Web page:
After leaving Guns N’ Roses, Slash (guitar), Duff McKagan(bass) and Matt Sorum (drums) played a charity gig. They realized they still had a great chemistry. Auditions resulted in guitarist Dave Kushner’s addition. Now it was time to find a vocalist.
Ex-Stone Temple Pilot vocalist Scott Weiland, one of the 90’s more impressive talents, signed on. Velvet Revolver had the makings of a supergroup. There was just one problem. Weiland just couldn’t stay out of trouble.
With STP out of the picture for the moment and an easily forgotten solo effort behind him, Weiland racked up a series of DUIs and drug arrests that continued through Velvet Revolver’s formation. To compound the problem, Weiland was accused of walking away from a court ordered rehab center. He claimed he had permission to leave.
Much of this was still swirling when Velvet Revolver released their debut “Contraband.” Weiland’s arrest and rehab record was so bad that he had to ask the court’s permission to film the “Slither” video and participate in the subsequent tour.
As work on Velvet Revolver’s sophomore effort, “Libertad,” wrapped up, McKagan gave his group a little promo. “We may be the first dangerous band that’s come along in a long time,” declared the bassist. “Our goal is still to go out there and cause as much chaos (as) possible.” Well, why not? Any band with Weiland should be able to accomplish that. Or maybe Weiland wasn’t the issue.
Prior to the album’s release, Slash revealed that he and some of his fellow band members “lapsed back into some old habits” while recording. “The only one who stayed completely sober actually was Scott,” claimed Slash.
“Libertad” was issued in ’07 featuring the single, “She Builds Quick Machines.”
“It’s a great f**kin’ rock song,” said McKagan. “It has a kick-ass guitar riff, a great chorus, a really big bridge and a great Slash solo.” That McKagan was a one-man PR outfit.
Later that year, Velvet Revolver hit a tough patch. Weiland was arrested in November. Police said he failed a sobriety test following a car crash in L.A. and that he posted $40,000 bond following his refusal to give a blood or urine sample. Then, after being denied visas to tour Japan earlier in the year (they were deemed ‘undesirables’), Velvet Revolver were forced to postpone their Australian trek due to unspecified band-related health troubles.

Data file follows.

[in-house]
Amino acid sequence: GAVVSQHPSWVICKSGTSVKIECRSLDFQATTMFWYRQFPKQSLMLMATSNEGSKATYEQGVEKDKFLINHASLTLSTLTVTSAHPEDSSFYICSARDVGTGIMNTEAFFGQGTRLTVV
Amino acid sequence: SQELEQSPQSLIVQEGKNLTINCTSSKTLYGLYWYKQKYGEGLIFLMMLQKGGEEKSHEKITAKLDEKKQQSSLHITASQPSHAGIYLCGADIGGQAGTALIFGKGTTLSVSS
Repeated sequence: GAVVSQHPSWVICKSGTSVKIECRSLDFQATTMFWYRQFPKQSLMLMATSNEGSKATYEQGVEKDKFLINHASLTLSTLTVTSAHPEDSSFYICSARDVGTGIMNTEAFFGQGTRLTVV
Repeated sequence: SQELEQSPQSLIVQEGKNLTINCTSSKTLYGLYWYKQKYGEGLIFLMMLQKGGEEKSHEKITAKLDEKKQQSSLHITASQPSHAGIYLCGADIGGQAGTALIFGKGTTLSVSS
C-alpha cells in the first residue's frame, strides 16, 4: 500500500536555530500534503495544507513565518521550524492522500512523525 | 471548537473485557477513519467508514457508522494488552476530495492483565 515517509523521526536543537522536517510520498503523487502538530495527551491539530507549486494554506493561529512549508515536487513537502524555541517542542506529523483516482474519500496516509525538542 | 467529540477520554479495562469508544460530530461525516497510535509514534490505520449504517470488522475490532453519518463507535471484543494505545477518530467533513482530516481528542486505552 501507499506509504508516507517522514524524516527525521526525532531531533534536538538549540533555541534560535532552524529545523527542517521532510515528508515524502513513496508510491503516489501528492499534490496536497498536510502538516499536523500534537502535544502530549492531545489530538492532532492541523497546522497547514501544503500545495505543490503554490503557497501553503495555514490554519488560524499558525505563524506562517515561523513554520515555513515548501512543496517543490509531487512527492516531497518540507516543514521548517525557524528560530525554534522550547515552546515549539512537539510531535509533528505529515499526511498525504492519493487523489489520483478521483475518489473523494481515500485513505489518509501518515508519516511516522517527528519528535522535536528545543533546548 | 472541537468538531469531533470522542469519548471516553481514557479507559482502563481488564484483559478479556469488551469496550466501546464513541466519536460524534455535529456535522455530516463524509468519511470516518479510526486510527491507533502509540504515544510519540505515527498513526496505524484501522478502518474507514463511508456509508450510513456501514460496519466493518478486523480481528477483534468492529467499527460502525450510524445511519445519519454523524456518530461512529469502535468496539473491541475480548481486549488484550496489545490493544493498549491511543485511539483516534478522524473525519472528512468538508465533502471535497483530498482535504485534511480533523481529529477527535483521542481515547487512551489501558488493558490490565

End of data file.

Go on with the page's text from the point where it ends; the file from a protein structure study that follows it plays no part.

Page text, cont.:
During an ill-fated ’08 European tour Weiland once again entered rehab. He was out in time for the trek but things went sideways during a show in Glasgow when Weiland announced to the audience that they were witnessing “the last tour” by the group. Later, the vocalist argued with a sound person before storming off the stage.
“(We) had a little band (turmoil) onstage as you probably all could tell,” wrote Sorum in an understated blog post the following day.
Velvet Revolver officially announced that they had parted ways with Weiland on April Fool’s Day, ’08. Unfortunately, it was no joke. “This band is all about its fans and its music and Weiland isn’t 100-percent committed to either,” said Slash in a statement. “Among other things, his increasingly erratic onstage behavior and personal problems have forced us to move on.”
Just days later, Weiland confirmed his intention to leave the group after the tour as Stone Temple Pilots announced plans for an extensive reunion tour.
Alter Bridge’s Myles Kennedy, who had worked with Slash, and Corey Taylor, frontman for Slipknot and Stone Sour, were leading candidates to replace Weiland. But either due to personality or scheduling conflicts the group looked elsewhere… but nothing resulted from those efforts.
Weiland, seeming to muddy the waters even further, stated that he had rejoined Velvet Revolver permanently for a tour and an album. That report was denied by Slash a few days later.
While on tour with his ill-fated solo band The Wildabouts, Weiland was found dead, apparently passing in his sleep (12/03/15) during a stop in Bloomington, MN. Detectives found a small quantity of cocaine in Weiland’s tour bus bedroom.
The troubled singer was 48.